“I dare not longer remain silent. I speak to you and to the church at [Mount Carmel]. You have made a great mistake. You have treated with injustice one to whom you and your children owe a debt of gratitude, which you do not realize. You are responsible for the influence you have exerted upon the [School]. …You have encouraged in the students a spirit of criticism, which God’s Spirit has sought to repress. You have led them to betray confidence. There are not a few young persons among us who are indebted for most valuable traits of character to the knowledge and principles received from Bro. ——-. To his training, many owe much of their usefulness, not only in the Sabbath-school, but in various other branches of our work. Yet your influence encouraged ingratitude, and has led students to despise the things that they should cherish…. {3SC7: 9.2.3}

“Bro. ——— has been an earnest seeker after knowledge. He has sought to impress upon the students that they are responsible for their time, their talents, their opportunities. It is impossible for a man to have so much care, and carry so heavy responsibilities, without becoming hurried, weary, and nervous. Those who refuse to accept burdens which will tax their strength to the utmost, know nothing of the pressure brought to bear upon those who must bear these burdens. {3SC7: 9.2.4}

“There are some in the [message] who have looked only for what has been unfortunate and disagreeable in their acquaintance with Bro. ——–. These persons have not that noble, Christ-like spirit, that thinketh no evil. They have made the most of every inconsiderate word or act, and have recalled these at a time when envy, prejudice, and jealousy, were active in unchristian hearts…… Testimonies for the Church,” Vol. 5, pp. 51-55. {3SC7: 9.2.5}

“A few weeks since, I was in a dream brought into one of your meetings for investigation. I heard the testimonies borne by students against Bro. ———. Those very students had received great benefit from his thorough, faithful instruction. Once they could hardly say enough in his praise. Then it was popular to esteem him. But now the current was setting the other way. These persons have developed their true character. I saw an angel with a ponderous book open, in which he wrote every testimony given. Opposite each testimony were traced the sins, defects, and errors of the one who bore it. Then there was recorded the great benefit which these individuals had received from Bro. ——-‘s labors. {3SC7: 10.1.1}

“We, as a people, are reaping the fruit of Bro. ———‘s hard labor. There is not a man among us who has devoted more time and thought to his work, than Bro.——–. He has felt that he had no one to sustain him, and has felt grateful for any encouragement.” “Testimonies for the Church,” Vol. 5, p. 59. {3SC7: 10.1.2}

“The Lord approved of the general course of Bro. ——-, as he was laying the foundation for the school which is now in operation….Under the strain of over-work, he has made some mistakes, not half so grievous, however; as those of persons who have cherished bitterness against him. In his connection with the youth, he has had to meet that spirit of rebellion and defiance which the apostle declares to be one of the signs of the last days.”–“Testimonies for the Church,” Vol. 51 p. 91. {3SC7: 10.1.3}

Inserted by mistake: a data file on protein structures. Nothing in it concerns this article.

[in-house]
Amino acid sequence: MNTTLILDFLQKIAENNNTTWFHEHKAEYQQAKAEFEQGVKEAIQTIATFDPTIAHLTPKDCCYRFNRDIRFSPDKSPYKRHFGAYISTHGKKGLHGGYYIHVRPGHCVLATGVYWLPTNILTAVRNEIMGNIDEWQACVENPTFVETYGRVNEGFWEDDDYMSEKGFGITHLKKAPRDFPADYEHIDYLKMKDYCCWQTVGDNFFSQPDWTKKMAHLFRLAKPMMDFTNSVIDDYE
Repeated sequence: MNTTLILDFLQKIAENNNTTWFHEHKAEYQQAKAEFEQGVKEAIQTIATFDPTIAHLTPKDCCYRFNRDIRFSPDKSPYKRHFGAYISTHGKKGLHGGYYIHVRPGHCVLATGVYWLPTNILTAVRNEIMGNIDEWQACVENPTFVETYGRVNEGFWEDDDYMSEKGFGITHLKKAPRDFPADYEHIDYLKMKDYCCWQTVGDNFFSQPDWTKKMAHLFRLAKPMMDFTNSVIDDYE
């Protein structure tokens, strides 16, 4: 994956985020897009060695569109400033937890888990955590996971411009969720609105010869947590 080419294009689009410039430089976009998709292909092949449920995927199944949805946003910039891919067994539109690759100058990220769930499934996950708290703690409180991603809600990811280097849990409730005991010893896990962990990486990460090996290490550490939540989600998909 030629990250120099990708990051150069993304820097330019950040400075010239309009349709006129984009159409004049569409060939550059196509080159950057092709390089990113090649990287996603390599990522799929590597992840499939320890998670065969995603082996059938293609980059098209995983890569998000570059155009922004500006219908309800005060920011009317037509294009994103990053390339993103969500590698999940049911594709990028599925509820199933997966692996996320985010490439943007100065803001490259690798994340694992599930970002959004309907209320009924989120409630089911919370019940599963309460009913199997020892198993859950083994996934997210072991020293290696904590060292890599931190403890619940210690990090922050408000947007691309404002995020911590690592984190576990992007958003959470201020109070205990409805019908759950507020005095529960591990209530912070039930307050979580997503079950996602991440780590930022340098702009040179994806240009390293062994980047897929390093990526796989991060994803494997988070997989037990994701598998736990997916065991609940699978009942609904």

(Though some of the foregoing testimonies were addressed to the believers at Battle Creek, “The same principles which apply to the work in our institutions at Battle Creek, apply as well to that in the field at large.”–“Testimonies for the Church,” Vol. 5, p. 566. {3SC7: 10.1.4}

“If parents would place themselves in the position of the teachers, and see how difficult it must necessarily be to manage and discipline a school…of students of every grade and class of minds, they might, upon reflection, see things differently. They should consider that some children have never been disciplined at home. Having always been indulged and never trained to obedience, it would be greatly for their advantage to be removed from their injudicious parents, and placed under as severe regulations and drilling as soldiers in an army. Unless something shall be done for these children who have been so sadly neglected by unfaithful parents, they will never be accepted of Jesus; unless some power of control shall be brought to bear upon them, they will be worthless in this life, and will have no part in the future life.”–“Testimonies for the Church,” Vol. 4, p. 429. {3SC7: 10.1.5}

“Entire families are in need of thorough transformation in their habits and ideas before they can be true representatives of Jesus Christ. And to a great extent children who are to receive an education in our schools, will make far more advancement if separated from the family circle where they have received an erroneous education. It may be necessary for some families to locate where they can board their children and save expense, but in many cases it would prove a hindrance rather than a blessing to their children.”–“Fundamentals of Christian Education,” p. 313. {3SC7: 10.2.1}

However, “No family is justified in bringing children to [Mt. Carmel] who are not under the control of their parents. If their parents have disregarded the word of God in the matter of instructing and training their children, [Mt. Carmel] is no place for them. They will only be the means of demoralizing the young people of [this] place, and bringing discord where peace and prosperity should reign. Let such parents take up the neglected work of restraining and disciplining their children before they venture to impose them upon [Mt. Carmel].”–“Testimonies for the Church,” Vol. 4, p. 204. {3SC7: 10.2.2}